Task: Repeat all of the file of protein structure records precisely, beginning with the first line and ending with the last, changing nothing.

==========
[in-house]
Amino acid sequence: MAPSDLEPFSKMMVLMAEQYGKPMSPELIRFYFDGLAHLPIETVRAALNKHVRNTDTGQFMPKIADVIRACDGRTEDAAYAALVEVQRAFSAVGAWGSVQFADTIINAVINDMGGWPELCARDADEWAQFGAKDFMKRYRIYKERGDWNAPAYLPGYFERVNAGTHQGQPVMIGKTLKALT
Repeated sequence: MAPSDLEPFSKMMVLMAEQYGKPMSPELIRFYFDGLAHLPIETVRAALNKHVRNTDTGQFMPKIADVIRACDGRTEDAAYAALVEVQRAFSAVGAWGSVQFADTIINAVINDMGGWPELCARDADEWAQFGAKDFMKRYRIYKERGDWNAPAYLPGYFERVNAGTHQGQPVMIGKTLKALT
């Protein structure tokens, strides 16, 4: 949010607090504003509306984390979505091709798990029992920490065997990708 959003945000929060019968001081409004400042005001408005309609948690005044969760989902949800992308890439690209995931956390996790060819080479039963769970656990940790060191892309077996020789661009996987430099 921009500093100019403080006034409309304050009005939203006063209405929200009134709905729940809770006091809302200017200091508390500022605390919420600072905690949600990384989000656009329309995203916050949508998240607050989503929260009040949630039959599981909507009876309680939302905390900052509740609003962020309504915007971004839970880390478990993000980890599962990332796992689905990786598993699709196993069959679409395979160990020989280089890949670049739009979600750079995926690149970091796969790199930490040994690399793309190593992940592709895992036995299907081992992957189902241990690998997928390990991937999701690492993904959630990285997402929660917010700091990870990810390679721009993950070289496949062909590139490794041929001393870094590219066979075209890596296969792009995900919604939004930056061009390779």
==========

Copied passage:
[in-house]
Amino acid sequence: MAPSDLEPFSKMMVLMAEQYGKPMSPELIRFYFDGLAHLPIETVRAALNKHVRNTDTGQFMPKIADVIRACDGRTEDAAYAALVEVQRAFSAVGAWGSVQFADTIINAVINDMGGWPELCARDADEWAQFGAKDFMKRYRIYKERGDWNAPAYLPGYFERVNAGTHQGQPVMIGKTLKALT
Repeated sequence: MAPSDLEPFSKMMVLMAEQYGKPMSPELIRFYFDGLAHLPIETVRAALNKHVRNTDTGQFMPKIADVIRACDGRTEDAAYAALVEVQRAFSAVGAWGSVQFADTIINAVINDMGGWPELCARDADEWAQFGAKDFMKRYRIYKERGDWNAPAYLPGYFERVNAGTHQGQPVMIGKTLKALT
């Protein structure tokens, strides 16, 4: 949010607090504003509306984390979505091709798990029992920490065997990708 959003945000929060019968001081409004400042005001408005309609948690005044969760989902949800992308890439690209995931956390996790060819080479039963769970656990940790060191892309077996020789661009996987430099 921009500093100019403080006034409309304050009005939203006063209405929200009134709905729940809770006091809302200017200091508390500022605390919420600072905690949600990384989000656009329309995203916050949508998240607050989503929260009040949630039959599981909507009876309680939302905390900052509740609003962020309504915007971004839970880390478990993000980890599962990332796992689905990786598993699709196993069959679409395979160990020989280089890949670049739009979600750079995926690149970091796969790199930490040994690399793309190593992940592709895992036995299907081992992957189902241990690998997928390990991937999701690492993904959630990285997402929660917010700091990870990810390679721009993950070289496949062909590139490794041929001393870094590219066979075209890596296969792009995900919604939004930056061009390779």